Nutrition & Wellness Programming

 Toni Sperlbaum, CWWPM, CHWC, Vice President of Sales & Marketing

Wellness programs and their education components are often built on two primary staples: diet and exercise.  Exercise is relatively easy to program (and easy to understand from an employee’s perspective). But when it comes to nutrition, there is an incredible amount of conflict even within the professional world of physicians, scientists, dietitians, and experts, it’s no wonder the “normal person” is confused and that the national obesity rate is rising above and beyond 35% in the United States.

March is National Nutrition Month.  It’s the perfect time to hone in on these programs and hear from the experts (us!) on delivering effective and affordable nutrition programs to reach members.  Especially when weight loss is 80% proper nutrition and only 20% physical activity, it’s an imperative focus for an employer and should be a part of your wellness programming.

Here are our top 5 most popular nutrition programs:

  1. Educational Seminars – a fan favorite of our clients is “Mythbusting: Nutrition Edition” and “Healthy Cooking Live Demo”.  Provide a month-long challenge after the class in order to put to practice the different topics discussed in the class.
    “Tell me and I forget.  Teach me and I remember.  Involve me and I learn.” – Benjamin Franklin
  2. MENTAL HEALTH! – Not always an obvious thought, but in our experience, most of our members’ struggle with their food intake directly relates to stress, time management, work-life balance, and financial restrictions.  Designing programs that can pinpoint THESE issues will have a direct correlation to nutrition.
  3. Challenge – Seems obvious, as wellness programs LOVE challenges.  But it is for good reason, as challenges both involve employees and promote friendly workplace competition that truly is a drive for some members.  A good challenge will encourage employees to meet their goals, not “be the MOST healthy”.  It will also reward goal meeting each week and will have a different focus area each week (count your calories, eat foods with 5 or less ingredients or that you can pronounce, track your fiber grams, eat 5 servings of fruits and vegetables, etc.).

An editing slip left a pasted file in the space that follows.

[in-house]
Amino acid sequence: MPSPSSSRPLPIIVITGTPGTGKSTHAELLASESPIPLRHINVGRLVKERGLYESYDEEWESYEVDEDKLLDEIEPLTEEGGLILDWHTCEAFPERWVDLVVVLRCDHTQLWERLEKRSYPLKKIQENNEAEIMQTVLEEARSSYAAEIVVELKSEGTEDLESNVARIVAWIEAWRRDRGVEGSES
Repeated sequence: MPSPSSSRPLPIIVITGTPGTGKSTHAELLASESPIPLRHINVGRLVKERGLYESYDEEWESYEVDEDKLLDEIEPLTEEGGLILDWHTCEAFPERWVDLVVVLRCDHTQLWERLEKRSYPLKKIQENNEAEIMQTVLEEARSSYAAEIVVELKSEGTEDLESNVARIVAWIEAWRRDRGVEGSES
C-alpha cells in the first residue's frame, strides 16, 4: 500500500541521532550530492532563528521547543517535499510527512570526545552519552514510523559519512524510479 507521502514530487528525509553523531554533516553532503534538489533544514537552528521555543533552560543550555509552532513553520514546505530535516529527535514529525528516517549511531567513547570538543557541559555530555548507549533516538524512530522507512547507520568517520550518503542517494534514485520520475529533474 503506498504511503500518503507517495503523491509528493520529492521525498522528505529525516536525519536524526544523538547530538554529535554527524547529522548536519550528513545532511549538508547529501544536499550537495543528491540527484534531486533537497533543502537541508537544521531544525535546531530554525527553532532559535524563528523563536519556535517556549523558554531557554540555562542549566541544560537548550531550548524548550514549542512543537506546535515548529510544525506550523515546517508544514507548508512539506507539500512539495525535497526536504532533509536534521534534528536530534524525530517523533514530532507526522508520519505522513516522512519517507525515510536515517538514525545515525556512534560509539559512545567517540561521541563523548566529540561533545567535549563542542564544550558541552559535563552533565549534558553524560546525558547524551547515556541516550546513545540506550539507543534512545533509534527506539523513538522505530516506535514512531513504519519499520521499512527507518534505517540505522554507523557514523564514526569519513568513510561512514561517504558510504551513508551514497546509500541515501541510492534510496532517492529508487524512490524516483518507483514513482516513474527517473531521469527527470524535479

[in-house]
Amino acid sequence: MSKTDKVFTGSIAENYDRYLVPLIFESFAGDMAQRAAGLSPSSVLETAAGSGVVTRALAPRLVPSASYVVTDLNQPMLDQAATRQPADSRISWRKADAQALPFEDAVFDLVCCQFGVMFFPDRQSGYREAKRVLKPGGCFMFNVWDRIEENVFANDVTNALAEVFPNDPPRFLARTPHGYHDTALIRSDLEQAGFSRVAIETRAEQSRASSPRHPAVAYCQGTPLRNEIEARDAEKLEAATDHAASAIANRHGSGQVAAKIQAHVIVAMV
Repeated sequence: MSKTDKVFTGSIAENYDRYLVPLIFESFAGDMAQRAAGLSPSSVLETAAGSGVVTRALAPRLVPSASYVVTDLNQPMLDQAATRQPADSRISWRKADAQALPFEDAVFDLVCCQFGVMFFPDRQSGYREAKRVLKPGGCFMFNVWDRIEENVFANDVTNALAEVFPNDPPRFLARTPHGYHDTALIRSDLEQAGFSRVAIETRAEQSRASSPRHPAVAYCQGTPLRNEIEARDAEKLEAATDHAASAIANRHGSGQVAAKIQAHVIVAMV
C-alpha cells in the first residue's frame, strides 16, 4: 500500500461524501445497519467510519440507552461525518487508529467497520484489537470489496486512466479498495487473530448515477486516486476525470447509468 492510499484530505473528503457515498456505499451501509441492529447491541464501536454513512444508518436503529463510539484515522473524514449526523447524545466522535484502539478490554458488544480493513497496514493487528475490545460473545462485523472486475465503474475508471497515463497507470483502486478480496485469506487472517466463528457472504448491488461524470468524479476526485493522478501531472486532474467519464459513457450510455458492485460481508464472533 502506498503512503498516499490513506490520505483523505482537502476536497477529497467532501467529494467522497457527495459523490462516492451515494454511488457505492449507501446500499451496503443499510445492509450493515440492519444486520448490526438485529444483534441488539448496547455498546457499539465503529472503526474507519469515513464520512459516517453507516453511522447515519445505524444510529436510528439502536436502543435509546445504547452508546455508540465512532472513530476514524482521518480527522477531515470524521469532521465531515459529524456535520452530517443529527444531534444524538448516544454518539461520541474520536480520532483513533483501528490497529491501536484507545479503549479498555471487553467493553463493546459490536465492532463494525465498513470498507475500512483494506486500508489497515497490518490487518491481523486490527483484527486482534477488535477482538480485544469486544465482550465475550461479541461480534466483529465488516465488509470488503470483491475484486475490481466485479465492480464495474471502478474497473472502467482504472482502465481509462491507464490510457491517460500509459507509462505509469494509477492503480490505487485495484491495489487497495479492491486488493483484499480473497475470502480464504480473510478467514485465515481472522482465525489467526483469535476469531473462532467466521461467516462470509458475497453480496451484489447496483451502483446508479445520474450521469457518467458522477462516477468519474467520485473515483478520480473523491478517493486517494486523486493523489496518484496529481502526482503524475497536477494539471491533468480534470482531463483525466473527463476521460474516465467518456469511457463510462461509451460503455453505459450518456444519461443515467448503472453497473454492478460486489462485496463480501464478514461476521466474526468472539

4. Web Portal – Trackers, social accountability aspect – We’ve seen the power of the digital world through the rise of Social Media.  Using a web portal where employees can keep a food diary, share with a coach, and share their favorite recipes, exercise progress, funny and encouraging memes, and more on a social network within the portal.
  5. 1-on-1 Coaching – Speaking of coaching, the most tailored, effective programming you can do is provide your members the opportunity to talk to someone who will provide them with the accountability, the encouragement, and proper guidance to successful goal setting.

 

DC Calls it Quits – Cessation Tips for Employers


Toni Sperlbaum, CWWPM, CHWC, Wellness Account Manager

In Washington D.C., September 21 – 25 is QUIT WEEK! That brings to light a hot topic in employee wellness. Smoking Cessation is an important and high demand piece of worksite wellness programs.  The average tobacco user costs employers approximately $5,816.  That’s $2,300 more than a healthy employee and similar to the cost of one with a Body Mass Index >35, according to a study from Ohio State University. In fact, this study breaks down the annual costs to business in the following way:

Absenteeism: $517
Presenteeism, or reduced productivity related to nicotine addiction:$462
Smoke Breaks: $3,077

There are many things an organization can do to aid in cessation:

  1. Tailored 1-on-1 Health Coaching: each person is different and has a different “why” to quitting. Coaches will explore this on a personal level and bring forward the motivation to quit smoking and educate participants on not only the risks of using, but what options are available to quit.
  2. Online Self-Paces Courses: While participants are twice as likely to be successful when they work with a coach, making an online course available will get participants thinking about their addiction and will put to practice great cessation methods. An incentive ALWAYS helps employees complete this step!
  3. Nicotine Testing: In our experience, we see a 10% increase between self-reported nicotine usage and tested usage. That means 10% of people are LYING! Imposing a wellness incentive for non-nicotine users may be just the thing that user needed to quit.
  4. Marketing Campaigns: It could be as simple as educating employees! Strategic marketing can be point-of-contact reminders to employees what resources are out there to help them and that they are not alone.
  5. Nicotine Use Policies: A very effective method of impacting your workforce is amending company policy. These could include: a nicotine free campus, putting in “butt huts”/designated smoking areas, not hiring nicotine users, and more.
  6. Reimbursement Programs: Budget to provide a reimbursement to employees if they complete a local cessation course at either 50% or even 100%. Your support would really send the message that your organization cares about the wellbeing of their employees.

 

Health Plan Advocate, an employee wellness company in Grand Rapids,  can help you implement the most successful nicotine cessation program to your employees. Contact us at 616-575-0211 x108 to get started!